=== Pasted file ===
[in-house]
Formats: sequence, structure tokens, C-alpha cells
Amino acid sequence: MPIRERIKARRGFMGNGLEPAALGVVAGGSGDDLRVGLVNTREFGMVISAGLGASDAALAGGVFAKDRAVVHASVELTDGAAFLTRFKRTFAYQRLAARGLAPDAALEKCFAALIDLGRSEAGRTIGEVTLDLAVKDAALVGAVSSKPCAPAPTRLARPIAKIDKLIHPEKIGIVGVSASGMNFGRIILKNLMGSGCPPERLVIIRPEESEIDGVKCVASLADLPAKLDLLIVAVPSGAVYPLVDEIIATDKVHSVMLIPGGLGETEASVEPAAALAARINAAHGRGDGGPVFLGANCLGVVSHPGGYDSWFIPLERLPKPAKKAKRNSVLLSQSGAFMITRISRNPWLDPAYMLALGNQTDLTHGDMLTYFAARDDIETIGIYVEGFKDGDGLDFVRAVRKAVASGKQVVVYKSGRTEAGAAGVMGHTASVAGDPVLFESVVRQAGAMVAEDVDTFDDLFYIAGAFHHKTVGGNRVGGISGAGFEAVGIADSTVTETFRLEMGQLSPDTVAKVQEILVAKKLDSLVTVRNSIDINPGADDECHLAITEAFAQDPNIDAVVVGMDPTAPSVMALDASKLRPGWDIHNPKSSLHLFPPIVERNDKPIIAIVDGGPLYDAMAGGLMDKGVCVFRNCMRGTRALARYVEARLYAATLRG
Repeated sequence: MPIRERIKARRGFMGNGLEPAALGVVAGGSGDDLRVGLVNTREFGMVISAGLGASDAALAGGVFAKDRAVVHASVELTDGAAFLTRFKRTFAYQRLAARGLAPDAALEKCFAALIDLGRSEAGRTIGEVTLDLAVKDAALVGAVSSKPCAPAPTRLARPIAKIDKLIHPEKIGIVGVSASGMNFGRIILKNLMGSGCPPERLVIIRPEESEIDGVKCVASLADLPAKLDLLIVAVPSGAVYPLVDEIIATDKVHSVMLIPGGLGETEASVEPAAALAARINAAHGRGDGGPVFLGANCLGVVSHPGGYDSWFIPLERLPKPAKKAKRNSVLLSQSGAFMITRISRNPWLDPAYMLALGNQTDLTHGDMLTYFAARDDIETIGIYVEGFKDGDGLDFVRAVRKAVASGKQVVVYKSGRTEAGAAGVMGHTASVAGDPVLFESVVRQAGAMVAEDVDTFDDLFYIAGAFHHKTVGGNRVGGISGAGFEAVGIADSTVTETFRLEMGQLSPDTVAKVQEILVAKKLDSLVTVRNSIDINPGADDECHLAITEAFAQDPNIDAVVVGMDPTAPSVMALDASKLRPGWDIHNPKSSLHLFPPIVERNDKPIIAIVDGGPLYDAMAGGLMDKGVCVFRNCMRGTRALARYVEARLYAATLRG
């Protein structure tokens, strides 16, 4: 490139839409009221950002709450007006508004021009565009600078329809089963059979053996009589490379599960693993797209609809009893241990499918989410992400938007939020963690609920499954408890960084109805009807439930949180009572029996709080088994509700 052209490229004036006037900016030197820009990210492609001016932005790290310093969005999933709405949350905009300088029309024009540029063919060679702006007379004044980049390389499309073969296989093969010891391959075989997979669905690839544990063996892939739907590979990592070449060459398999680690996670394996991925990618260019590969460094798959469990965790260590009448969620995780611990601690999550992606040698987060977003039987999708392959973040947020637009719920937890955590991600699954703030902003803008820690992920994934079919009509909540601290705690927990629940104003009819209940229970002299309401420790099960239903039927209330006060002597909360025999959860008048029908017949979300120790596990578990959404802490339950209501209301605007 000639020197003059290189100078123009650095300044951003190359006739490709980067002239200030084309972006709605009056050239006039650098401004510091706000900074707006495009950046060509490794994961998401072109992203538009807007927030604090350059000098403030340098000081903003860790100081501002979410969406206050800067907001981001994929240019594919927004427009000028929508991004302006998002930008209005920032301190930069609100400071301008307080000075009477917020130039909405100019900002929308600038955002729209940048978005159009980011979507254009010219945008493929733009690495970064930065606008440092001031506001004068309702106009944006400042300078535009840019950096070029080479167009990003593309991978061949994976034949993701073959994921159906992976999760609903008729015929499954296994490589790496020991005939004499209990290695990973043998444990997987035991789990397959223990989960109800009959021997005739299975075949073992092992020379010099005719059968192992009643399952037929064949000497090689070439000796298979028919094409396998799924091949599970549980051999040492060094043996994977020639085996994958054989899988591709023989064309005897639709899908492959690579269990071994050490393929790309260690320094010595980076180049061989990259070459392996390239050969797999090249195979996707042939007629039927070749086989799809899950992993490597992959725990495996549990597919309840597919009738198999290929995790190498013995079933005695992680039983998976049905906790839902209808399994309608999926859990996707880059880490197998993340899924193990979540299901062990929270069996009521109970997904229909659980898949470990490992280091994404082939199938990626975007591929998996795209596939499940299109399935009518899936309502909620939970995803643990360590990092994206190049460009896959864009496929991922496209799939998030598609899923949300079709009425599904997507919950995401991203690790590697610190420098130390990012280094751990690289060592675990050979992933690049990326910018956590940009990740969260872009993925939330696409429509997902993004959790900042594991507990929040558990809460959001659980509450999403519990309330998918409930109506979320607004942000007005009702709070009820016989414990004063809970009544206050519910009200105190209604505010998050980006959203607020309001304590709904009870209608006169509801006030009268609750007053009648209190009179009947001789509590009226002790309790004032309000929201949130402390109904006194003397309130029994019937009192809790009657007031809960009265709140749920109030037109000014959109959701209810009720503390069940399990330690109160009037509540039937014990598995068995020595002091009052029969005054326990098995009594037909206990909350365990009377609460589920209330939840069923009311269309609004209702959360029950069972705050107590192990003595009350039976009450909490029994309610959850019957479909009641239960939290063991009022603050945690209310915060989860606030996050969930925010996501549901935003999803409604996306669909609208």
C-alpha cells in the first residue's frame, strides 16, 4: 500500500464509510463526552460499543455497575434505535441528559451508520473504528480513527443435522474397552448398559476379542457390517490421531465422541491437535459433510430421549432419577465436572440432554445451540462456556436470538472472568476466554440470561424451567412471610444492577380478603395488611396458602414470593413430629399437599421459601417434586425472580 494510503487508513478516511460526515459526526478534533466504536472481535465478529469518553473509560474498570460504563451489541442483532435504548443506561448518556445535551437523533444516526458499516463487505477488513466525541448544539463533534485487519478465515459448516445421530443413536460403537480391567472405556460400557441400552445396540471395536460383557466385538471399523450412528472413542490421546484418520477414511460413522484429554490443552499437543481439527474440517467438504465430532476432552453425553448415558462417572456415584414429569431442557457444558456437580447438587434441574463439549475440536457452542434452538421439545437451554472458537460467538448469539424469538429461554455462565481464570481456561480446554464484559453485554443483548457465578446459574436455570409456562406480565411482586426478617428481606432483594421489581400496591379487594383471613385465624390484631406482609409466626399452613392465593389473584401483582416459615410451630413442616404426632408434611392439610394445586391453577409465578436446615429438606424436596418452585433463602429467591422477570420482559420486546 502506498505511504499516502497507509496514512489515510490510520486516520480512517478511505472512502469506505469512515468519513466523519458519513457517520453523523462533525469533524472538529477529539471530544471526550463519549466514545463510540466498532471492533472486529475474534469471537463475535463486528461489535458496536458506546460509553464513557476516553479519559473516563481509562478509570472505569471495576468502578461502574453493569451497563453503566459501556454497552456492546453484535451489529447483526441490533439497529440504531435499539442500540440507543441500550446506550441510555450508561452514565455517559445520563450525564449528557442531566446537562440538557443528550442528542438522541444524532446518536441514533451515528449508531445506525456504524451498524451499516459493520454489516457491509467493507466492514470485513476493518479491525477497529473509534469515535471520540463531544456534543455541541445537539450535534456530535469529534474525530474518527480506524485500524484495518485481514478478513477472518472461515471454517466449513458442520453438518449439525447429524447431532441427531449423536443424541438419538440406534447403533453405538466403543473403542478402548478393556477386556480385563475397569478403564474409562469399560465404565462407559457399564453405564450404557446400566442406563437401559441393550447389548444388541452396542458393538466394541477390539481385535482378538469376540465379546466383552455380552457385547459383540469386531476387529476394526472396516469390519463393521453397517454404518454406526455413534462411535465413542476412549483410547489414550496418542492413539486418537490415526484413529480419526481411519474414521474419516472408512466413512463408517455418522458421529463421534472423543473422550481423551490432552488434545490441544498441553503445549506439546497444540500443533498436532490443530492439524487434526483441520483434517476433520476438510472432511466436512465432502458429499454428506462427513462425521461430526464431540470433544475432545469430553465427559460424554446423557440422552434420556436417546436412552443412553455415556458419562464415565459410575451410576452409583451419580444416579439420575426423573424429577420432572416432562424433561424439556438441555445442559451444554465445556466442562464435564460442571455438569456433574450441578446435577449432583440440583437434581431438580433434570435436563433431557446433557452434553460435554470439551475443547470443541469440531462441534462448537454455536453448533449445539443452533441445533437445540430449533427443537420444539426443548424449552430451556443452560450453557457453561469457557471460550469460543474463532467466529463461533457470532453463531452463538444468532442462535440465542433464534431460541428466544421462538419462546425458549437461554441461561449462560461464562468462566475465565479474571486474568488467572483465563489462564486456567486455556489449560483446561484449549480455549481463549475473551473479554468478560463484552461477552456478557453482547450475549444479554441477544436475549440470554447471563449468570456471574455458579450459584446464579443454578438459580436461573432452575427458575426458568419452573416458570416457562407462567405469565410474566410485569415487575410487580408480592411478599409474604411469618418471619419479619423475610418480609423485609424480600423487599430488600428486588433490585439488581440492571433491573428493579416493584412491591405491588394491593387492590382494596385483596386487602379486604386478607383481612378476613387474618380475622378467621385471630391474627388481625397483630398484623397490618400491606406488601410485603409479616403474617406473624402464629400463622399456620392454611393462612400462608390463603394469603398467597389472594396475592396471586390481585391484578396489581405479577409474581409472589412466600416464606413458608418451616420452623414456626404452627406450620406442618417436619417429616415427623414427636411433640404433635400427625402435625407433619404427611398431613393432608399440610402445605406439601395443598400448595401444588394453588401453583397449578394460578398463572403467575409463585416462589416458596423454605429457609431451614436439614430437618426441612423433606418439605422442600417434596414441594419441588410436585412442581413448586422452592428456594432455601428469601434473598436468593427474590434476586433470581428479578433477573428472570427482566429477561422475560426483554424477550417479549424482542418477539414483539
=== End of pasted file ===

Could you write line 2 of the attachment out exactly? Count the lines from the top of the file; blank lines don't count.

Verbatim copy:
Formats: sequence, structure tokens, C-alpha cells